- Acceptance: Both parties must agree to and accept the contract’s terms. If either party refuses acceptance, the other party can’t execute the document.
- Consideration: The parties must exchange something of value for the contract to be valid.
Both parties must also clearly understand the agreement they sign, be of legal age, and have the legal capacity to enter an agreement. The agreement must also contain legal actions. For example, the contract can’t facilitate the sale of illegal substances.
Step 4 – Name the Appropriate Governing Law and Jurisdiction
Federal regulations will govern your contract, but you’ll also be subject to state-specific provisions.
Please note that your state or jurisdiction may use different guidelines to interpret certain sections of your agreement. Specify which state’s laws will apply to your agreement so that all parties are on the same page.
Step 5 – Explain All Details in Plain Language
Avoid using overly complex language in your contract agreement. Incorporating simple, plain language can increase comprehension for both parties, ensuring everyone knows what the agreement entails.
Using long blocks of text can make the text difficult for readers to scan. Instead, incorporate visual elements and other tools to increase readability and comprehension. For example, you can add proposals, sales quotes, expense forms, invoices, and bills of materials.
Step 6 – Use Repeatable Language
When you write a business contract, you don’t have to start from scratch every time. Use one of our free contract templates as a starting point. This way, you can include standardized terms and agreed-upon legal language.
Include party-specific information to tailor your contract as necessary. When you use a business contract template, you can save time while ensuring that you are thorough and incorporate legal requirements.
Step 7 – Describe Methods for Renewal, Termination, and Dispute Resolution
Explain the procedures for termination. For example, you may want to terminate the contract if it fulfills its purpose and you no longer need it. You may also want to terminate it if one party doesn’t fulfill their end of the agreement.
On the other hand, everything with the arrangement might be going well. If so, you may wish to renew the agreement. Describe how to renew the contract if both parties desire to do so.
Still, you can outline dispute resolution methods if a disagreement arises. This way, you’ll have a solid remediation plan, letting you resume the relationship efficiently.
Step 8 – Be Specific About Requirements, Deadlines, and Payment Plans
Outline the requirements of the arrangement. Explain what each party has to provide, including deadlines and the scope of work.
For example, suppose you have service agreements with customers for a cleaning company. You should emphasize what services you’ll provide and how frequently. The agreement should also state the customer’s responsibilities, like providing you with efficient access to their property.
A business contract should also state the payment terms. Depending on the agreement both parties reach, the payment details may differ. For example, if you enter a rental agreement, you may agree to make monthly rental payments. However, if you enter into a sales agreement to purchase equipment, you may make one lump payment at the time of the exchange.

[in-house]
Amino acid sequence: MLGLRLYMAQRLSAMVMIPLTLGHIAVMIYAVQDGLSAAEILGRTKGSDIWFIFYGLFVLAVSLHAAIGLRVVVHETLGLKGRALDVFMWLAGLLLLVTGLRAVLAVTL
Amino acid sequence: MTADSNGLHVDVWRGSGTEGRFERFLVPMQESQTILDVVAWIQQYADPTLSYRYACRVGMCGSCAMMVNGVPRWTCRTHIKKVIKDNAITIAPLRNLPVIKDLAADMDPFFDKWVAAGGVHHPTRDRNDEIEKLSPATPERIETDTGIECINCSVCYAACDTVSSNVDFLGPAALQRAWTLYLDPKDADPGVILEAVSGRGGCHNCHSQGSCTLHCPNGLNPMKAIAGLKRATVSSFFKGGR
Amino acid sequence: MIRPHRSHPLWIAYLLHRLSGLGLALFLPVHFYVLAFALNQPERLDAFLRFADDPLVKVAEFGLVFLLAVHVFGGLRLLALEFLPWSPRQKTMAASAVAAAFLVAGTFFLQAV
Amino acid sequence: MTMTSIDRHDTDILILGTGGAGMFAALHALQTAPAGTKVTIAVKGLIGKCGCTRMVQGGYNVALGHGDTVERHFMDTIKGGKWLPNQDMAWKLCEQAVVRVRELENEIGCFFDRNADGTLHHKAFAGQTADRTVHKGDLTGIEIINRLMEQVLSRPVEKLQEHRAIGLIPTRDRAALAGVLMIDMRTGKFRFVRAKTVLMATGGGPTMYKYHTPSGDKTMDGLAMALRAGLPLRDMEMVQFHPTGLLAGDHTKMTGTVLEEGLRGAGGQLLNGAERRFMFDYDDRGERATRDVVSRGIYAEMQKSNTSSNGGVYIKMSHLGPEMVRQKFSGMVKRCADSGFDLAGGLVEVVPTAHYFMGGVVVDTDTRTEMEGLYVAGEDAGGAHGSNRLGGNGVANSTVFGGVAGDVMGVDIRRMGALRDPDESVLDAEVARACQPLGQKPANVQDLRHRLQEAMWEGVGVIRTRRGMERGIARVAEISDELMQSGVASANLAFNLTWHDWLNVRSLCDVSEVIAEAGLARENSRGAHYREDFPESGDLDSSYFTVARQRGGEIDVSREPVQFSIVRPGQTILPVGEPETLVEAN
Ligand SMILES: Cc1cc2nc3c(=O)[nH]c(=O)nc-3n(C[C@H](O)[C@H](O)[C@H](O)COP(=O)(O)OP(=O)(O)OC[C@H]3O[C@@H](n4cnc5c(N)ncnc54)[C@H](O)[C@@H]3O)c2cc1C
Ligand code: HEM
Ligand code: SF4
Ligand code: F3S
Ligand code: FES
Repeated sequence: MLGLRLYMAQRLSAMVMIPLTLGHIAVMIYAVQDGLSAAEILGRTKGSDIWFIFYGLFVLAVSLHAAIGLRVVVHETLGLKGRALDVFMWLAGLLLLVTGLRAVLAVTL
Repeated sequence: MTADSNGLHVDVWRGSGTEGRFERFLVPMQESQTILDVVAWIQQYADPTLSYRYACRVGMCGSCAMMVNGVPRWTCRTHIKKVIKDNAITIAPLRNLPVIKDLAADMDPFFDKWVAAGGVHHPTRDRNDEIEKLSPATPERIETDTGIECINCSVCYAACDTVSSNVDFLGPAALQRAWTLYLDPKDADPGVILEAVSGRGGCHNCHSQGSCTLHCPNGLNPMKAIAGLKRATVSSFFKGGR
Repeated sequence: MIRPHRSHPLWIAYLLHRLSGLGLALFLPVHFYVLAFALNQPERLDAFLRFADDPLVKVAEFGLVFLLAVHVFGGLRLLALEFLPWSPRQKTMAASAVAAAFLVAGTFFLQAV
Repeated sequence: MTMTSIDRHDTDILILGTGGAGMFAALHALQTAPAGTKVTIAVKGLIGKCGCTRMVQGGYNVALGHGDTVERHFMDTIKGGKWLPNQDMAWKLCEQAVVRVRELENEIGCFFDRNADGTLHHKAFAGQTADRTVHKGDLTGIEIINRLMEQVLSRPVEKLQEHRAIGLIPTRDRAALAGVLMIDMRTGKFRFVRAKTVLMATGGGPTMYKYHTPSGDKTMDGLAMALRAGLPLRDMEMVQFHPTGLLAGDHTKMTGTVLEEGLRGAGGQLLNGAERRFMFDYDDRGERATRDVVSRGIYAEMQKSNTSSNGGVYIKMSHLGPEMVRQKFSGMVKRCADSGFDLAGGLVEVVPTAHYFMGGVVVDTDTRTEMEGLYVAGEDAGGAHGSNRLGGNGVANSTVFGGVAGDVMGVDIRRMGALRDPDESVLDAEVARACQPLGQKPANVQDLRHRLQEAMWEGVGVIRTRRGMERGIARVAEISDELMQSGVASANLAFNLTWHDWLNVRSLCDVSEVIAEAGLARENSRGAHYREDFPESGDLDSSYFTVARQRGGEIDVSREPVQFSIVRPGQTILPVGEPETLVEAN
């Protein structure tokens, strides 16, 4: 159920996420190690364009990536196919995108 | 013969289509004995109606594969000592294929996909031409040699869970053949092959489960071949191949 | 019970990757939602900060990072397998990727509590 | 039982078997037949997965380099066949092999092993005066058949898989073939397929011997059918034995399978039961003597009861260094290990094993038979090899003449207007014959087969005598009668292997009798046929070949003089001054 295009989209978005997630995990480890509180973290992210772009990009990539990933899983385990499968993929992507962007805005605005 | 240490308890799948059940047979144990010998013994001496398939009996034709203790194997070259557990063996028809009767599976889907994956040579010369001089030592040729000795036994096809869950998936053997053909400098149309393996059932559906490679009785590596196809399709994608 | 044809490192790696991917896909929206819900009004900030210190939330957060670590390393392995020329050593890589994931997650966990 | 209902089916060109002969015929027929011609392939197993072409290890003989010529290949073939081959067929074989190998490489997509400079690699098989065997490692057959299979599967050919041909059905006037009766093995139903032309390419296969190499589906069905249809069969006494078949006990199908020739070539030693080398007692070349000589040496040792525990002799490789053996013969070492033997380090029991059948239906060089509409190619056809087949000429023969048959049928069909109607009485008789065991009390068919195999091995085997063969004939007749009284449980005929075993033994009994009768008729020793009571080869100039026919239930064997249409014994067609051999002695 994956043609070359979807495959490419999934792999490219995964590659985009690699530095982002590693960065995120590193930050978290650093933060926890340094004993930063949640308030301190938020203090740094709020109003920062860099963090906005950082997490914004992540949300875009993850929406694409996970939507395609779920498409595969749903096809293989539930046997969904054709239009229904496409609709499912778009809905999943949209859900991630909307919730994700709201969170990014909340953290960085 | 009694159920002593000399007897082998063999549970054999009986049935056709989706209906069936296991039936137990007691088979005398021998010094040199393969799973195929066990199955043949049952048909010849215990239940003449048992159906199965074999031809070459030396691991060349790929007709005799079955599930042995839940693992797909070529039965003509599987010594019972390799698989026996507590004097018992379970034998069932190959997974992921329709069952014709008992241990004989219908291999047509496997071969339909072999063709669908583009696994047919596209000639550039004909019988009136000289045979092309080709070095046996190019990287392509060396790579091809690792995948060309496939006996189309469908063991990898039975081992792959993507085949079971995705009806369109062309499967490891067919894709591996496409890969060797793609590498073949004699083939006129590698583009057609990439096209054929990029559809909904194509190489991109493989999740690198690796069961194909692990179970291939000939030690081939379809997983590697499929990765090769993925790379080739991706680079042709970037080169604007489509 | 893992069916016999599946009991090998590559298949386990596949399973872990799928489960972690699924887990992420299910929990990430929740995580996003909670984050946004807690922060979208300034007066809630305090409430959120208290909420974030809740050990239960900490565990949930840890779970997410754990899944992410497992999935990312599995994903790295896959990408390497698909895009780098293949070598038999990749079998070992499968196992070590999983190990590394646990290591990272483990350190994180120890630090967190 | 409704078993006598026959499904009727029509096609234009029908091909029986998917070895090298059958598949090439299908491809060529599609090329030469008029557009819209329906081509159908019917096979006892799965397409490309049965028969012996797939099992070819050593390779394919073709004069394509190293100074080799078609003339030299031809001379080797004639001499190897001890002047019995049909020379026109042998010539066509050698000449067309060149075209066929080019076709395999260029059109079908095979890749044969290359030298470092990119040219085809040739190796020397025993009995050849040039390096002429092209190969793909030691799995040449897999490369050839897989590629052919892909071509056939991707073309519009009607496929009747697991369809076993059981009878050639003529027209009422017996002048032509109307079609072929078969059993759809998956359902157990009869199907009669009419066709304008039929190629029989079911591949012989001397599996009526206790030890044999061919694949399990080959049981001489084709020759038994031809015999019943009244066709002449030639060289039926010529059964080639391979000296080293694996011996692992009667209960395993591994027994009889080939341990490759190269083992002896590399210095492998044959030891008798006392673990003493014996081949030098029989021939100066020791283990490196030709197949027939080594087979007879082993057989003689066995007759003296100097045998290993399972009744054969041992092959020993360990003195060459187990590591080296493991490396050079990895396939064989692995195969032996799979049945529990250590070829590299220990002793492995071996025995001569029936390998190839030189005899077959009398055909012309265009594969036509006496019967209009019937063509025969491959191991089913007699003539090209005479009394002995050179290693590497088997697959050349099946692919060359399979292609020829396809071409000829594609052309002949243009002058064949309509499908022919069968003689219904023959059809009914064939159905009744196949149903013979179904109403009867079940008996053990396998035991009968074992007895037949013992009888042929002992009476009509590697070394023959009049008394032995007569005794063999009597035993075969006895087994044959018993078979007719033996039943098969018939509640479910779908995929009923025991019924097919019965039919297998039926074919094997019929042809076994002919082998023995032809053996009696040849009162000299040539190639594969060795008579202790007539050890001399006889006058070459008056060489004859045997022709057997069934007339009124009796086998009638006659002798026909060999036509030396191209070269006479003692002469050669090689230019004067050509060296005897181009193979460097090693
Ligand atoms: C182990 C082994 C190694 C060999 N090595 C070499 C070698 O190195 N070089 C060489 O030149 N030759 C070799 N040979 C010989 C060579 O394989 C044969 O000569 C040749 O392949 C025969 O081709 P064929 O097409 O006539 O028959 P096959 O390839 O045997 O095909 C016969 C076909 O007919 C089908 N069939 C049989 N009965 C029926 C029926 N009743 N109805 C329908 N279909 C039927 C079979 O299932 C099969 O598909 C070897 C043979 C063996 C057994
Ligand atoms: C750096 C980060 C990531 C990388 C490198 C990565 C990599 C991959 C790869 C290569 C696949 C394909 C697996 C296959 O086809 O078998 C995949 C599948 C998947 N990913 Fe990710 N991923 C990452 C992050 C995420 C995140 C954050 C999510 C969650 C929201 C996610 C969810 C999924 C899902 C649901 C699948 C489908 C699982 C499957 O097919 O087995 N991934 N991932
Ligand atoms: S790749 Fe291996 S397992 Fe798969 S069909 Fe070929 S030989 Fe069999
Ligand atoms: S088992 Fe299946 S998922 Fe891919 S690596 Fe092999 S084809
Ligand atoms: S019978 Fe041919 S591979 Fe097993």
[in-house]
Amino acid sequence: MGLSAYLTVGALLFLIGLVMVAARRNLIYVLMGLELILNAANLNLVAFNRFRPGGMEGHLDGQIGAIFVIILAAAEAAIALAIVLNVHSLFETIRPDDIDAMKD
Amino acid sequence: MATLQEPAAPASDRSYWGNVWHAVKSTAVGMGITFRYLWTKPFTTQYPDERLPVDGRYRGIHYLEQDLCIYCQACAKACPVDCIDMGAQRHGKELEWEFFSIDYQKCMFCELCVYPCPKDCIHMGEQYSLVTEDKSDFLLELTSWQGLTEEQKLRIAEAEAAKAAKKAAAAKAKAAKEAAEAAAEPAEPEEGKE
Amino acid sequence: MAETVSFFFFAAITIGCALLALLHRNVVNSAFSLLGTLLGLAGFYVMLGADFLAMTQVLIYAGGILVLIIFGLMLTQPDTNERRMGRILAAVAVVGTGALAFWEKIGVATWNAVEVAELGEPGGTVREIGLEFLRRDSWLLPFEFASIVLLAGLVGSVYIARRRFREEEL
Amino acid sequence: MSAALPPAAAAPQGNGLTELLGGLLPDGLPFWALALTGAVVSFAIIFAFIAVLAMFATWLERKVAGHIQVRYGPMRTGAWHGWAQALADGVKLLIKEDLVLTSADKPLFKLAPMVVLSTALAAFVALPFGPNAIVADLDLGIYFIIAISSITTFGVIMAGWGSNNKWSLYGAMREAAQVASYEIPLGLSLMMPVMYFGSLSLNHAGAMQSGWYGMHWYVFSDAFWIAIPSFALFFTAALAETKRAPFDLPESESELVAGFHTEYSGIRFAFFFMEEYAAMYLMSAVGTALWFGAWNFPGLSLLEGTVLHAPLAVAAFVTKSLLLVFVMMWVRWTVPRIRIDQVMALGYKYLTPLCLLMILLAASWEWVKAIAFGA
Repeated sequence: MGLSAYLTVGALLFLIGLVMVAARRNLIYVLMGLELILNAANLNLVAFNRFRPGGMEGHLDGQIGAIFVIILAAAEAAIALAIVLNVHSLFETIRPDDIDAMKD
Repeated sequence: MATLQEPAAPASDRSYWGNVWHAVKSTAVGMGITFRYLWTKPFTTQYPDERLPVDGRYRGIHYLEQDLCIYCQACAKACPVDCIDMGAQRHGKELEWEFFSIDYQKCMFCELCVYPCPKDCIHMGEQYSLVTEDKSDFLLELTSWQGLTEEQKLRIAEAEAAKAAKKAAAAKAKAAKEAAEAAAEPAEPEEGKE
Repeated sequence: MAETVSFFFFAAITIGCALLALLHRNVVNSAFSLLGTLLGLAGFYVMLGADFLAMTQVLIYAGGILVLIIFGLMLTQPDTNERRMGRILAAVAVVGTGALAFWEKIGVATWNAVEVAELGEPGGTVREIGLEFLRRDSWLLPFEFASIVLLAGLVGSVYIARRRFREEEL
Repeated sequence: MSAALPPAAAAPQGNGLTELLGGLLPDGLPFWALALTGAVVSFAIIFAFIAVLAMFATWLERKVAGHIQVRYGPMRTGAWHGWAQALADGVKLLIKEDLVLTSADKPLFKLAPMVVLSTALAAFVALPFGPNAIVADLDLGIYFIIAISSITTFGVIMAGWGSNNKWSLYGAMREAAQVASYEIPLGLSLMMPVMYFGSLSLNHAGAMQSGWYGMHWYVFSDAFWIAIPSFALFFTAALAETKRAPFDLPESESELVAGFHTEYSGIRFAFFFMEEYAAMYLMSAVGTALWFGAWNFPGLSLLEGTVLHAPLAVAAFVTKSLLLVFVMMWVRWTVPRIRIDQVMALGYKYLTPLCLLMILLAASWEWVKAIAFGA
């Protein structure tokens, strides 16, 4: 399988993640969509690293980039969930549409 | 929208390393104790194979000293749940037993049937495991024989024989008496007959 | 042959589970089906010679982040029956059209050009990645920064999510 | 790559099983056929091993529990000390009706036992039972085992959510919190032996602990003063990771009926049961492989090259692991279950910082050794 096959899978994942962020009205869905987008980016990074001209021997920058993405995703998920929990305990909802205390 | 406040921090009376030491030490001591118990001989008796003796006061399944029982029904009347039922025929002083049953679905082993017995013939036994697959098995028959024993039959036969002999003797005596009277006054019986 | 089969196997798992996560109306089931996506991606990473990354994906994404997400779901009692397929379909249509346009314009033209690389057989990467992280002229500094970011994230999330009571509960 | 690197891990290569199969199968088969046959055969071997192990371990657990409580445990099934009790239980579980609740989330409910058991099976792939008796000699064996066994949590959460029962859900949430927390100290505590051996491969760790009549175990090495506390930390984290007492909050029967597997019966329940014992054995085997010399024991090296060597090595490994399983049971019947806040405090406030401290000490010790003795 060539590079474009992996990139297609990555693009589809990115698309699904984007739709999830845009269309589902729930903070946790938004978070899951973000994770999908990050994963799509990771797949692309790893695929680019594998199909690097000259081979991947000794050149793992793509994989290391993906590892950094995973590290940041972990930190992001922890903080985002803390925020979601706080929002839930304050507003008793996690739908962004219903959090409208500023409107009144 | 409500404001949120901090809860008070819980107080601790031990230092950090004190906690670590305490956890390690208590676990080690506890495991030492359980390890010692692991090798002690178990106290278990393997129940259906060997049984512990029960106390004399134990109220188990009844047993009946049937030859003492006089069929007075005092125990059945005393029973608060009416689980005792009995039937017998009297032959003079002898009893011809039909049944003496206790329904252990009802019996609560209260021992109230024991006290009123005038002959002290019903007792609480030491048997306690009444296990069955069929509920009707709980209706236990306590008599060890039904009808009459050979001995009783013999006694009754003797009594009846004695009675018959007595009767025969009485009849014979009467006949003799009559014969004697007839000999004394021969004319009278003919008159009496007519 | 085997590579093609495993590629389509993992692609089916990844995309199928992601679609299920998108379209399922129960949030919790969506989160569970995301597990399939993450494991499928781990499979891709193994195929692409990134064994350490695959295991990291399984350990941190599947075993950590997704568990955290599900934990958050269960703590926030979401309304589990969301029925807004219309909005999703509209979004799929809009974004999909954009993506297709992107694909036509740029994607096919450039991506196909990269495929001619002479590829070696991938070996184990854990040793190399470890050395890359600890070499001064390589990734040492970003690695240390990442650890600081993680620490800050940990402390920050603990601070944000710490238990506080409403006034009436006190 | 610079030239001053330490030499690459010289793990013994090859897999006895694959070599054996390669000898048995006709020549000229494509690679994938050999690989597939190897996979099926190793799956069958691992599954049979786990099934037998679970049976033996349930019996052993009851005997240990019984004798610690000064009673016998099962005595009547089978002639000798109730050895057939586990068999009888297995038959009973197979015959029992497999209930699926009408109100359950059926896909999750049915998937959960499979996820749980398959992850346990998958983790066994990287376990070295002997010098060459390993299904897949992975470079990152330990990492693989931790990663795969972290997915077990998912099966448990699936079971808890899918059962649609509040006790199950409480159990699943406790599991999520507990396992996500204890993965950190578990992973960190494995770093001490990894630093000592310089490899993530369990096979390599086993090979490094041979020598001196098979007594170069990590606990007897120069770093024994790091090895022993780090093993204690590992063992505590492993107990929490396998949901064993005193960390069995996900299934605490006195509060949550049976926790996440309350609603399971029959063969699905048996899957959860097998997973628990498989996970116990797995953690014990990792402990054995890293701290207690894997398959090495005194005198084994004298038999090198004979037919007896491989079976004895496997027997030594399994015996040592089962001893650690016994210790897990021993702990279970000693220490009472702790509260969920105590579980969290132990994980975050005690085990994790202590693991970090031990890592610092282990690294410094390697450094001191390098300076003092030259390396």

Step 9 – Include NDAs or Non-Compete Agreements If Necessary
Business agreements may benefit from the inclusion of NDAs or non-compete agreements. This way, the other party won’t start a competing business, work for a competitor, or share confidential information. Tailor the NDA or non-compete agreement to your specific goals, ensuring the other party understands their limitations once they sign it.
Step 10 – Obtain Both Parties’ Signatures
Once both parties involved agree to the proposed terms and work through any remaining provisions, you can sign the document and obtain their signature.
Frequently Asked Questions
Can I Force Someone to Sign a Business Contract?
You cannot force someone to sign a contract. However, you can refuse to do business with someone who won’t sign a contract. Losing your business might be the “nudge” another party needs to reconsider their position.
Do I Need a New Contract If I Want to Change the Agreement’s Terms?
Yes. Any time the terms of the agreement change, you should document the changes in a new contract. The new contract should also clarify if it replaces the old one entirely.
What Is a Conditional Business Contract?
A conditional business contract is one in which certain conditions must be true before the contract goes into effect.
For example, suppose you have a snow removal business. In that case, your service agreement may read, “Ace Snow Removal will remove snow from parking lots, walkways, and business entrances after snowfalls of two inches or more.”
This contract is conditional because the company will only provide its snow removal services if it snows at least two inches.
How Do I Cancel a Business Contract?
Cancel a business contract by learning if it has cancellation provisions depending on specific reasons or causes. For example, you may follow specific steps if you cancel it because an illegal action or misrepresentation occurs.
If you cancel a contract, you may request to cancel in writing, preferably using a notice of contract termination.
Do Business Contracts Require Signatures?
Yes. To be legally enforceable, both parties should sign the business contract.